Unlike most dietary approaches the Paleo diet was not “thought up” by any given person (although there certainly have been researchers who have championed the approach). The Paleo diet concept was born through the observations of dozens, if not hundreds, of anthropologists and medical explorers. They realized that hunter-gatherer groups were largely free of modern degenerative diseases.
Yes, these people were remarkably healthy even despite an almost complete lack of modern medical interventions. While these groups suffered from high rates of infectious disease, injury, and childbirth complications (all areas where modern medicine excels), even those who lived into advanced age were largely free of obesity, type 2 diabetes, autoimmunity, heart disease and neurodegeneration. (This may be a bit more history than what you were looking for but I think it’s valuable to understand this dietary approach was an outgrowth of observing remarkably healthy human populations living as hunter-gatherers.)
Modern researchers and medical professionals who learned about the paleo approach asked a simple question: What if features of our modern world are at odds with our ancient genetics?
If this is the case, perhaps eating in a way that better reflects our ancestors might save us from a host of modern degenerative diseases.
SO, WHAT DO YOU EAT ON PALEO?
Ok, history aside, what is a paleo diet in practice? I look at this in two ways:
- What foods are generally excluded?
- What foods are included?
By exclusion the paleo diet suggests one should generally minimize or avoid: grains, legumes and dairy.
Okay to eat: fruits, vegetables, lean meats, seafood, nuts & seeds, healthy fats
Not okay to eat: dairy, grains, processed foods and sugars, legumes, starches, alcohol
The long-story-short version of the ketogenic diet is that researchers in the early 1900’s noticed that patients with severe epilepsy had remarkably fewer seizures when they were fasting.
When fasting we deplete liver glycogen (a stored carbohydrate) and the body tends to shift into a state of ketosis. In this state ketone bodies (produced from fat) are used in place of glucose for most energy needs, but in particular by the brain. Your brain can shift nearly ⅔ of its normal glucose dependent metabolism to one fueled by ketones which provide a much more stable energy source.
So, although fasting proved to be a remarkably effective tool against epilepsy (in a time when there were no pharmaceutical options) one can only fast for so long. Generally what people ate kicked them out of the ketogenic state, causing the seizures to start again. So how do you solve this ‘starving with no seizures’ vs ‘fed with seizures’ situation? A diet that mimicked many of the features of fasting. By dramatically reducing carbohydrates, increasing fat, and keeping protein at moderate levels one could enter a state of “nutritional ketosis” which could be adhered to long term.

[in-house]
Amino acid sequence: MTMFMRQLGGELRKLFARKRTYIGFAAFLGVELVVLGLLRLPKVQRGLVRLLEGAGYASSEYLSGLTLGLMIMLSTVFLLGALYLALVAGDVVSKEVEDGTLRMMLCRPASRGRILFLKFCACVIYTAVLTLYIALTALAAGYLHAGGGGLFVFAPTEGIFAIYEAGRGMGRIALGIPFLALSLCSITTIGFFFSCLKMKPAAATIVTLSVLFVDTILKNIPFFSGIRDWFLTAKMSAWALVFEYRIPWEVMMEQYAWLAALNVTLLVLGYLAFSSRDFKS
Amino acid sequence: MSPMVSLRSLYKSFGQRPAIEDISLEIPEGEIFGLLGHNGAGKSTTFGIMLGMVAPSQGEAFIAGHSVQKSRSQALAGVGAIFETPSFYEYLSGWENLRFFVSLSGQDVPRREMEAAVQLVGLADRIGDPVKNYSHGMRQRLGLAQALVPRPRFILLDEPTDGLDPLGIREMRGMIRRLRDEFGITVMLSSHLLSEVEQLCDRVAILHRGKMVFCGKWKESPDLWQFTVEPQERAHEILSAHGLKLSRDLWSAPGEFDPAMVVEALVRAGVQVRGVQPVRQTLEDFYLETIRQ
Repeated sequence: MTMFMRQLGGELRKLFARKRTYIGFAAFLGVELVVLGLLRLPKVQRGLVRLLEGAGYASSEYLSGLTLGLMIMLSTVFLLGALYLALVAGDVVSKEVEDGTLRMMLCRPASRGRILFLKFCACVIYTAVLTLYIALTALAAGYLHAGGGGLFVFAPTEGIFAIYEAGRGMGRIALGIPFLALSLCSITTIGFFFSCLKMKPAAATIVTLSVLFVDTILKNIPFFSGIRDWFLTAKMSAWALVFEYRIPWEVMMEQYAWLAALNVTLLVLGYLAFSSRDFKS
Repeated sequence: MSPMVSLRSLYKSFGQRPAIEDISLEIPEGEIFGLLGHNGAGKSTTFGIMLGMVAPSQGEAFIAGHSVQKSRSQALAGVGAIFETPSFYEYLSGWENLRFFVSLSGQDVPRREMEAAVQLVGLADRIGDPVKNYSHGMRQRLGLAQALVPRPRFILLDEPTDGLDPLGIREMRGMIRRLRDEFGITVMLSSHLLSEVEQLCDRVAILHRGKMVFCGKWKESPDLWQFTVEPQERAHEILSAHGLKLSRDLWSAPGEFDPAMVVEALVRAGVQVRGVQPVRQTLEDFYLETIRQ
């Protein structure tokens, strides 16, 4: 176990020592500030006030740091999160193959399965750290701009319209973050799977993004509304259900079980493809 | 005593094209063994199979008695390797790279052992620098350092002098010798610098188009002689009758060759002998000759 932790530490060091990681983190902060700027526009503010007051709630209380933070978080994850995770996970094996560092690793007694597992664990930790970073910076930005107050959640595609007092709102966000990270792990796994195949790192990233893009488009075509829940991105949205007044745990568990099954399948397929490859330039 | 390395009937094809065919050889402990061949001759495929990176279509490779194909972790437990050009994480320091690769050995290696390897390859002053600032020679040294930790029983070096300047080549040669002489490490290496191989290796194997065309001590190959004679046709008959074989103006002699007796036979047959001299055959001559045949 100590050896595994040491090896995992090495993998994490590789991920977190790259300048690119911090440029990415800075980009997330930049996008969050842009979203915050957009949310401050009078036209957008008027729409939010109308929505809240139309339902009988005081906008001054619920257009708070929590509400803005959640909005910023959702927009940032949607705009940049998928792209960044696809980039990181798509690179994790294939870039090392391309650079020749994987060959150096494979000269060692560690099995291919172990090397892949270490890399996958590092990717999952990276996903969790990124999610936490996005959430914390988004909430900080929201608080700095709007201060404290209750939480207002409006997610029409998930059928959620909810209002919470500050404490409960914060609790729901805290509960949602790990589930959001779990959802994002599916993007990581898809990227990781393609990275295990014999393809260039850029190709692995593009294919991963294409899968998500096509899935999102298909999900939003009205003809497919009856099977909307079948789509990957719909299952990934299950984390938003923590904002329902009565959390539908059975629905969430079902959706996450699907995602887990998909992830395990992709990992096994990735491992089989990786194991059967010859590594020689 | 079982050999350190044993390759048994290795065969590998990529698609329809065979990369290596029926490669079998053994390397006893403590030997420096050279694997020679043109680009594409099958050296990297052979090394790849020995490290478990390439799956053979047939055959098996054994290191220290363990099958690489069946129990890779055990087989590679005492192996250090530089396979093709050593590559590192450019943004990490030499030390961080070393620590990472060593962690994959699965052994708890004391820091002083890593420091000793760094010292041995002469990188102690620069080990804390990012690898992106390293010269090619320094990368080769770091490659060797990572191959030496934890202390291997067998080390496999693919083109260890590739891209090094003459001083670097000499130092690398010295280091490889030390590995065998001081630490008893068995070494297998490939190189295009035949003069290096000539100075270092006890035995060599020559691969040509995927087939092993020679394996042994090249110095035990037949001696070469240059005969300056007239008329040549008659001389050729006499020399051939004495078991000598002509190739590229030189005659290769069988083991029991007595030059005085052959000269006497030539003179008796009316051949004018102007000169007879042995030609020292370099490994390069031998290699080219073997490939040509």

Although the ketogenic diet was born of a need to help epilepsy, many people observed that low carb diets were exceptionally effective for fat loss. Names like Banting, Atkins, and others have popped up over the years, offering both effective weight loss strategies and controversy. A low carb, high fat diet has generally contradicted the recommendations of many health authorities and governmental agencies.
On top of all this, recently the ketogenic diet has been studied as a therapy for conditions ranging from type 2 diabetes to cancer and even performance enhancements in endurance athletes.
Okay to eat: meats, seafood, eggs, non-starchy vegetables, nuts & seeds, healthy oils & fats, full fat dairy
Not okay to eat: grains, processed foods, starchy vegetables, fruit, sugar, alcohol
Regardless of the dietary approach (paleo, keto, vegan etc.) your #1 focus is eating whole, unprocessed foods with an eye towards nutrient density. You could easily eat a paleo diet with ketogenic ratios—and many people do! It helps guide you to eat with optimal nutrient density. As powerful as both a paleo and keto diet may be, they are tools and as such are best used to address specific needs. No need to try and turn them into one-size-fits-all solutions. Assess an individual for carbohydrate tolerance and set daily carb intake to support this situation.Recommend an elimination of the commonly immunogenic foods (typically grains, legumes, and dairy).
Folks remove these foods for 30 days, reintroduce and asses for things like mental clarity, physical performance, sleep quality, and ability to go extended periods between meals without suffering cognitive impairment or performance problems. We hope this helps you better understand what the paleo and ketogenic diets are (and are not) and how they can work together (or not).
Group class programming for Monday July 16, 2018:
3 rounds for time of:
5 Power Snatches (155/105#)
-rest 3 minutes, then:
3 rounds for time of:
5 Power Snatches (155/105#)
A few resources you might find helpful:
What's Up With Pink Himalayan Salt?
5 Reasons Experienced Athletes Need A Coach
Creatine Phosphate Energy System Explained